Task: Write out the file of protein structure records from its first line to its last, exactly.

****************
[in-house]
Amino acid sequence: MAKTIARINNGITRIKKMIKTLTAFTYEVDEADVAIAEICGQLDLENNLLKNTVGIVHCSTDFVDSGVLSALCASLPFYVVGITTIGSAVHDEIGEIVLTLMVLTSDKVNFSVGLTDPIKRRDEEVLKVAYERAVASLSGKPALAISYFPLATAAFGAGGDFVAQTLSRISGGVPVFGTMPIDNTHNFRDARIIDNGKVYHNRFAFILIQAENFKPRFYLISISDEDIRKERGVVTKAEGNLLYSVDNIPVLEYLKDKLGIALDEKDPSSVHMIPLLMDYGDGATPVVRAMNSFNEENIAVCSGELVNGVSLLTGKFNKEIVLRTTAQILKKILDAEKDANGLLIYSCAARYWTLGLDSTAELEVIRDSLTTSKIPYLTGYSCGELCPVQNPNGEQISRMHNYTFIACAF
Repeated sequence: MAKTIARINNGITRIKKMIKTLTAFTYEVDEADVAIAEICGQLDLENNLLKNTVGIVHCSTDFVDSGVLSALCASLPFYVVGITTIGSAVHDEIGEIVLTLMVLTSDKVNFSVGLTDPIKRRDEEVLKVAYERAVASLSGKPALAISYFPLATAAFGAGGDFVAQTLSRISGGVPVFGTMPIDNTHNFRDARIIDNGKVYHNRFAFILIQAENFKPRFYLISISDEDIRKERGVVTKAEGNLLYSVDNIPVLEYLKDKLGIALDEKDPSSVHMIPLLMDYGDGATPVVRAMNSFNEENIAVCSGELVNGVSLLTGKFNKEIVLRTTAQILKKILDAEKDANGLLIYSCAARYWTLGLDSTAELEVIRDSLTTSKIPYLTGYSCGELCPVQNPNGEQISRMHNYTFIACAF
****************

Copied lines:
[in-house]
Amino acid sequence: MAKTIARINNGITRIKKMIKTLTAFTYEVDEADVAIAEICGQLDLENNLLKNTVGIVHCSTDFVDSGVLSALCASLPFYVVGITTIGSAVHDEIGEIVLTLMVLTSDKVNFSVGLTDPIKRRDEEVLKVAYERAVASLSGKPALAISYFPLATAAFGAGGDFVAQTLSRISGGVPVFGTMPIDNTHNFRDARIIDNGKVYHNRFAFILIQAENFKPRFYLISISDEDIRKERGVVTKAEGNLLYSVDNIPVLEYLKDKLGIALDEKDPSSVHMIPLLMDYGDGATPVVRAMNSFNEENIAVCSGELVNGVSLLTGKFNKEIVLRTTAQILKKILDAEKDANGLLIYSCAARYWTLGLDSTAELEVIRDSLTTSKIPYLTGYSCGELCPVQNPNGEQISRMHNYTFIACAF
Repeated sequence: MAKTIARINNGITRIKKMIKTLTAFTYEVDEADVAIAEICGQLDLENNLLKNTVGIVHCSTDFVDSGVLSALCASLPFYVVGITTIGSAVHDEIGEIVLTLMVLTSDKVNFSVGLTDPIKRRDEEVLKVAYERAVASLSGKPALAISYFPLATAAFGAGGDFVAQTLSRISGGVPVFGTMPIDNTHNFRDARIIDNGKVYHNRFAFILIQAENFKPRFYLISISDEDIRKERGVVTKAEGNLLYSVDNIPVLEYLKDKLGIALDEKDPSSVHMIPLLMDYGDGATPVVRAMNSFNEENIAVCSGELVNGVSLLTGKFNKEIVLRTTAQILKKILDAEKDANGLLIYSCAARYWTLGLDSTAELEVIRDSLTTSKIPYLTGYSCGELCPVQNPNGEQISRMHNYTFIACAF